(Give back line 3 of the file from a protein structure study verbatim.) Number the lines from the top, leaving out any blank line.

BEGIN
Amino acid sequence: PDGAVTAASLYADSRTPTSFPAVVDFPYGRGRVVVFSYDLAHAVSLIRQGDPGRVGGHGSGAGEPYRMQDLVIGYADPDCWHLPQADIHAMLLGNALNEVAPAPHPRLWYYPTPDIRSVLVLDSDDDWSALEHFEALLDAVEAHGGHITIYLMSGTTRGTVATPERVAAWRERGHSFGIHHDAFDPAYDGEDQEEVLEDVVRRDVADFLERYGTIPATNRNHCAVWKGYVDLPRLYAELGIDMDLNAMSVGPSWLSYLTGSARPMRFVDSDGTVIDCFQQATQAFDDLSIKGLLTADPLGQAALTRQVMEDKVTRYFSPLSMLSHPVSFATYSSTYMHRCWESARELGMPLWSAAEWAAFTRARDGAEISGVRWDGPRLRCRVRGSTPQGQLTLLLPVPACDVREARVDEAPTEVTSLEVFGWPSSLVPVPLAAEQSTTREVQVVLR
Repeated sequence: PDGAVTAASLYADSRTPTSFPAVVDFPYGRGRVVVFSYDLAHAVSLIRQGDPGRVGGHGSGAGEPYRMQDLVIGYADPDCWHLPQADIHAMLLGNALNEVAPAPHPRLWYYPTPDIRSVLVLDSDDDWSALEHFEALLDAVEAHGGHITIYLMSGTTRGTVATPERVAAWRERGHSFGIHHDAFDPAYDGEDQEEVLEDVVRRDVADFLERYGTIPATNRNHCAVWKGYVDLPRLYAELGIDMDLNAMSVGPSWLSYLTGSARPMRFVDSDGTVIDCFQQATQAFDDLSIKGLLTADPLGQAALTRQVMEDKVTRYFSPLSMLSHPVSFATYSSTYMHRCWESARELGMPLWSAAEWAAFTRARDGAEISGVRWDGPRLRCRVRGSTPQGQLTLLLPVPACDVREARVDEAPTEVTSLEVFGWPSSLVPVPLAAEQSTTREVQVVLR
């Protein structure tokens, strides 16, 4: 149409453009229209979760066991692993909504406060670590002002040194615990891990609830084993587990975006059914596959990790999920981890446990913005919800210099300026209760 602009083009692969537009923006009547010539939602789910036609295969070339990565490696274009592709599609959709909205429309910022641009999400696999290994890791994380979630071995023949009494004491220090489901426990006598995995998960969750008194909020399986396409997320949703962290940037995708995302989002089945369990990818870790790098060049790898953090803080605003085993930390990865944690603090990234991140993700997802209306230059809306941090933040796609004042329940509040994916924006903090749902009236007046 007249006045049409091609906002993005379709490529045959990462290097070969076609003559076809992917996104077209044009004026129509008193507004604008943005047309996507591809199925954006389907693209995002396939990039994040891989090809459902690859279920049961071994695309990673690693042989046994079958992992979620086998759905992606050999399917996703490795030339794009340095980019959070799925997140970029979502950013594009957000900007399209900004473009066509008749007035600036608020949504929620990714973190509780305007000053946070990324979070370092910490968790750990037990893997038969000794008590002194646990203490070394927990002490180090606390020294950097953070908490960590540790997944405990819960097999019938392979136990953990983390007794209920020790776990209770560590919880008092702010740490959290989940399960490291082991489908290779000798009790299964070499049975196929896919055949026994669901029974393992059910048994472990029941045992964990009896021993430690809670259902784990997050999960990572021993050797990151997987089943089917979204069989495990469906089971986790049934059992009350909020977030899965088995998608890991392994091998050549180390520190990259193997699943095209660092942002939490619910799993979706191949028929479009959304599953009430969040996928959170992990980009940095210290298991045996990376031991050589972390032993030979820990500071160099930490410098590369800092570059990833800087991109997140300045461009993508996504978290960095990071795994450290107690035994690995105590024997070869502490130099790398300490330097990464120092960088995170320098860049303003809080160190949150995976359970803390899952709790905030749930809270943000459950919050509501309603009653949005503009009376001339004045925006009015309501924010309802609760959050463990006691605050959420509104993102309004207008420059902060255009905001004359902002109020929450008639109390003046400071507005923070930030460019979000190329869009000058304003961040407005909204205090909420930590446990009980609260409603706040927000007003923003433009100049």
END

């Protein structure tokens, strides 16, 4: 149409453009229209979760066991692993909504406060670590002002040194615990891990609830084993587990975006059914596959990790999920981890446990913005919800210099300026209760 602009083009692969537009923006009547010539939602789910036609295969070339990565490696274009592709599609959709909205429309910022641009999400696999290994890791994380979630071995023949009494004491220090489901426990006598995995998960969750008194909020399986396409997320949703962290940037995708995302989002089945369990990818870790790098060049790898953090803080605003085993930390990865944690603090990234991140993700997802209306230059809306941090933040796609004042329940509040994916924006903090749902009236007046 007249006045049409091609906002993005379709490529045959990462290097070969076609003559076809992917996104077209044009004026129509008193507004604008943005047309996507591809199925954006389907693209995002396939990039994040891989090809459902690859279920049961071994695309990673690693042989046994079958992992979620086998759905992606050999399917996703490795030339794009340095980019959070799925997140970029979502950013594009957000900007399209900004473009066509008749007035600036608020949504929620990714973190509780305007000053946070990324979070370092910490968790750990037990893997038969000794008590002194646990203490070394927990002490180090606390020294950097953070908490960590540790997944405990819960097999019938392979136990953990983390007794209920020790776990209770560590919880008092702010740490959290989940399960490291082991489908290779000798009790299964070499049975196929896919055949026994669901029974393992059910048994472990029941045992964990009896021993430690809670259902784990997050999960990572021993050797990151997987089943089917979204069989495990469906089971986790049934059992009350909020977030899965088995998608890991392994091998050549180390520190990259193997699943095209660092942002939490619910799993979706191949028929479009959304599953009430969040996928959170992990980009940095210290298991045996990376031991050589972390032993030979820990500071160099930490410098590369800092570059990833800087991109997140300045461009993508996504978290960095990071795994450290107690035994690995105590024997070869502490130099790398300490330097990464120092960088995170320098860049303003809080160190949150995976359970803390899952709790905030749930809270943000459950919050509501309603009653949005503009009376001339004045925006009015309501924010309802609760959050463990006691605050959420509104993102309004207008420059902060255009905001004359902002109020929450008639109390003046400071507005923070930030460019979000190329869009000058304003961040407005909204205090909420930590446990009980609260409603706040927000007003923003433009100049």